Long read

In Ukraine, young people are turning their backs on the Russian language

After The Revolution, Now What?


As a de facto bilingual country, Ukraine is a home to many Russian-speaking families. But ever since the invasion started, young Ukrainians who speak Russian gradually forsake the language of their parents, which has become the language of the oppressor. In their daily life, they make the deliberate choice to speak Ukrainian.

“I decided to stop speaking Russian after what happened in Bucha and Irpin… A voice in my head was telling me it was with that language that the Russians are killing us,” Olga Ivanova explains, a 25-year-old woman. Her mother and sister flew the war to Belgium, whereas she remained in Kiev.*. 

At home, she speaks Russian: her paternal grandparents are Russians. They came to Ukraine as students during the Soviet period and they settled there. However, in the government agency where she works, Olga Ivanova speaks Ukrainian—which is since 2019 a legal obligation for all institutions, whether they are companies or carry out the power of the State and local authorities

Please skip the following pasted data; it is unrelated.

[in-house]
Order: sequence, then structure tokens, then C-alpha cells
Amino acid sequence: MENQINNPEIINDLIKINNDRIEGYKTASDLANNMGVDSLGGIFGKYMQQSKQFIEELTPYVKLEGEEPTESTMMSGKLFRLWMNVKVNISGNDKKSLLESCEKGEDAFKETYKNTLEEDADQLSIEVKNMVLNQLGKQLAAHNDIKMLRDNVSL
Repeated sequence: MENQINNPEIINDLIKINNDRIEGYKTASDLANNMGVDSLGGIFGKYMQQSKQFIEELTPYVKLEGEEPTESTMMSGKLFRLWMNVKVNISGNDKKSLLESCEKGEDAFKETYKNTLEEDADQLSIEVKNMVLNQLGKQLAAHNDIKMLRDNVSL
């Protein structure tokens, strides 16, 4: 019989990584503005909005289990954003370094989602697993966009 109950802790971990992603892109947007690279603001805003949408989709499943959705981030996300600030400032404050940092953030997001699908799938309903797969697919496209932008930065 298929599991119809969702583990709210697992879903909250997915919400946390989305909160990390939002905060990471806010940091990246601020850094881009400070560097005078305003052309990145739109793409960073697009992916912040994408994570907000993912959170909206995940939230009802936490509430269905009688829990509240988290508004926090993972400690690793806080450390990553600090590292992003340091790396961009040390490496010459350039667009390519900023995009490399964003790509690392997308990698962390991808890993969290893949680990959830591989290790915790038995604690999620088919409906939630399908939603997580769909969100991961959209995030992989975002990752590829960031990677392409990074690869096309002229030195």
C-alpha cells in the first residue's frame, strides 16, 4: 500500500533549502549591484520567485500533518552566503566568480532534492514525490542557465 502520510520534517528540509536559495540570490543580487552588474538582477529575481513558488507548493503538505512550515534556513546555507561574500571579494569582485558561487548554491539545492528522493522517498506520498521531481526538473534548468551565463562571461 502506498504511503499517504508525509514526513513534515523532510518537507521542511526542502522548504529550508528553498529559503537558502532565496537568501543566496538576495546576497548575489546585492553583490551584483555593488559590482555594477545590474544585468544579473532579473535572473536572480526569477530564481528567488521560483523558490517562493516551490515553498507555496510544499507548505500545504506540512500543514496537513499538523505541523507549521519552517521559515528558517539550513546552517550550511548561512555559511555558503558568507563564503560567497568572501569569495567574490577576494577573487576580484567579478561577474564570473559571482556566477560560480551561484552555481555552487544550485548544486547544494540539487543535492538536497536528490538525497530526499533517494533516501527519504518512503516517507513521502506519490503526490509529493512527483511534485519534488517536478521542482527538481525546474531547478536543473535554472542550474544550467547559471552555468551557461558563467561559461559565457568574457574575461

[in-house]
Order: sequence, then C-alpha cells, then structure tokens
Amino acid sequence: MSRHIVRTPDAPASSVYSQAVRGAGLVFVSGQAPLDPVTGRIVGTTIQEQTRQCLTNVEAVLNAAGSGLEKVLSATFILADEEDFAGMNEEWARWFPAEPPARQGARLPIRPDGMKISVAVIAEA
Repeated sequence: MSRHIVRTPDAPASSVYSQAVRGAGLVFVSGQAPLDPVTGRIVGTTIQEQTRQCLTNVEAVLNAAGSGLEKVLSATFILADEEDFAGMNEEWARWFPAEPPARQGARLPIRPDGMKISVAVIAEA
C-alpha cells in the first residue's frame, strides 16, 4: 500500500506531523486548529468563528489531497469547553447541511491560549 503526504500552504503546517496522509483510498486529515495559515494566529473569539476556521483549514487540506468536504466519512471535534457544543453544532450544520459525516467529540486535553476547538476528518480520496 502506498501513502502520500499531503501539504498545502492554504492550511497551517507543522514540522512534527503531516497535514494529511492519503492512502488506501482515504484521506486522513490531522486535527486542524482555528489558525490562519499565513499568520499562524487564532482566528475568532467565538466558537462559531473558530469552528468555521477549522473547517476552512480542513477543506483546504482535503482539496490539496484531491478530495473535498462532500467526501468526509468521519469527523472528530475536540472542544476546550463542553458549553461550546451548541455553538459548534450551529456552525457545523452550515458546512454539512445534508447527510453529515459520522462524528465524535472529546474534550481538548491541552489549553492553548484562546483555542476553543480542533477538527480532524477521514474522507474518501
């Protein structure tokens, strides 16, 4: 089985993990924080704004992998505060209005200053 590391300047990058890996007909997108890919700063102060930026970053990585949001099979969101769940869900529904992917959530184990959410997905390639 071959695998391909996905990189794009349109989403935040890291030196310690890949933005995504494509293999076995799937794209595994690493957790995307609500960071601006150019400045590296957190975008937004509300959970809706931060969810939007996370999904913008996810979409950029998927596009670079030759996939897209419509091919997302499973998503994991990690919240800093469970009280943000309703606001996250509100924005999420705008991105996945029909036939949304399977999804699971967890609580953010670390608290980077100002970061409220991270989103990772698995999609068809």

After the massacres in April, during which hundreds of civilians were killed by the Russian army, “I told my father I would no longer speak Russian. He understood. He, now, uses Ukrainian when he talks with me, despite how complicated it is for him to learn a new language at 50.” To a foreigner’s ear, both languages sound the same, but they are actually just as different as French differs from Spanish.**

Among the youth of Kiev, the shift towards the Ukrainian language seems to be a collective movement. Although her social circles were originally composed of a majority of Russian speakers, since February Olga saw her discussions on Telegram progressively switch to Ukrainian. 

This change, far from being an isolated occurrence, was observed throughout the country: by the end of 2021, 26% of Ukrainians spoke Russian, versus 18% after the invasion last February, according to the sociological research organization Rating group.

Today, belonging to Ukraine has become a matter of dignity, and using our language is a way to align ourselves with the heroes defending the country

Being a Russian speaker in Ukraine is “the result of policies from Moscow”